Following the trend of cases across the country, the New Jersey Superior Court has found that settling a case without the consent of the insurer, when the insurer provides a qualified defense under a reservation of rights, does not necessarily violate policy's consent clause.

The unpublished decision of the New Jersey Superior Court in Phibro Animal Health Corp. V Nat'l Union Fire Ins. Co., No. A-5589-13T3. 2016 N.J. Super, affirms the ability of an insured to settle a case when the insurer refuses to consent when coverage is uncertain.


In Phibro Animal Health Corp. V Nat'l Union Fire Ins. Co.,  the insured produced a veterinary drug designed to prevent a specific disease in chickens. While the drug was effective in preventing the disease, it had the unintended consequences causing a significant decrease in feed consumption and poor conversion of the feed the birds consumed to meat, which resulted in stunted growth.


Phibro put Chartis, an affiliate of National Union and hereinafter referred to as National Union, on notice and soon after advised National Union the potential damages exceeded the $2Mil limit of liability. National Union initiated an investigation under a reservation of rights.


Phibro requested permission to settle with one claimant (Customer A). National Union refused to consent as the damages were yet undefined. Phibro proceeded to settle with Customer A and later, National Union verbally informed the insured of their intent to deny coverage for all claims and losses reltated to production of the drug.


In January 2012, Phibro filed a complaint seeking a declaratory judgment of coverage, and alleging breach of contract and bad faith.

While the DJ was pending, customer B filed an action in another state alleging breach of expressed and implied warranties, negligence and strict liability. National Union defended under a reservation of rights and moved for summary judgment seeking a declaration of no coverage. Phibro cross-moved seeking a declaration in favor of coverage.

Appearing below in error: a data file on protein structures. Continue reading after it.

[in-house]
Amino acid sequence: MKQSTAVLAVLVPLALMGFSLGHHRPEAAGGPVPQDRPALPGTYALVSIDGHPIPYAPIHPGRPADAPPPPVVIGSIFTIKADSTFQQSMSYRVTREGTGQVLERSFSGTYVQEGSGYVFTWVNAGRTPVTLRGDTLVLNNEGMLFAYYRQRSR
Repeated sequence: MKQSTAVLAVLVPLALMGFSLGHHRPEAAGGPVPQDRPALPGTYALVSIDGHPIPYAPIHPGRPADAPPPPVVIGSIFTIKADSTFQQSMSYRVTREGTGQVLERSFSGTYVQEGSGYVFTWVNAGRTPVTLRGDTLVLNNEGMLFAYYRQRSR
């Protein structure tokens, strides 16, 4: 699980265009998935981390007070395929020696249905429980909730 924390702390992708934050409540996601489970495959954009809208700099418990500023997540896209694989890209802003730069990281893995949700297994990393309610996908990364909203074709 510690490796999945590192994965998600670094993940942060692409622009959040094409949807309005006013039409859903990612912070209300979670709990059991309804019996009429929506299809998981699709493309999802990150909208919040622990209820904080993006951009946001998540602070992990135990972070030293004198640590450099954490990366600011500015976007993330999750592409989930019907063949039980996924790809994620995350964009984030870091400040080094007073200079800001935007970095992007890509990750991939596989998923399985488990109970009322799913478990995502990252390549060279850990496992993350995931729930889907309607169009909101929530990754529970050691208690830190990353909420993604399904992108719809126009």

The trial court ruled in favor of National Union and Phibro appealed. While the appeal was pending, Phibro settled with customer B and now Customer C.

While not addressing the application of all exclusionary language or the reasonableness of the settlements, the appellate court reversed the grant of summary judgment for National Union, found the circumstances to be an occurrence and the damages to be property damage. Then then remanded this to the trial court on the issues of exclusionary language and other issues. The appellate court held:

 "When Phibro settled with Customer A, approximately two and one-half months had already passed since Phibro submitted its notice of claim to National Union and it had not yet received a response. Given this delay, the record sufficiently reflects that Phibro did not act in bad faith when it settled with Customer A, especially since the reasons asserted in the trial court and now on appeal by National Union for denying the claim should have been immediately known to National Union.

...Phibro was uncertain if National Union would cover the claim. In that situation, Phibro made a reasonable business decision to settle, to ensure continued relations with an important customer and to avoid the risks and costs of litigation."

These comments illustrate the growing trend of courts to allow an insured who is faced with an uncertainty of coverage to resolve the case directly with the claimant/plaintiff. Consent of the insurer is not required.

It is also important to note the Phribo request permission to settle and was refused. The settlement was not affected without any notice to the insurer


1.The appellate court did not address if National Union had a reasonable basis for a denial of coverage.

2. Coverage decisions must be timely

3.  Seeking consent of the insurer to settle is wise

4. Decide if it is better to issue an ROR or a disclaimer, the end result may be the same.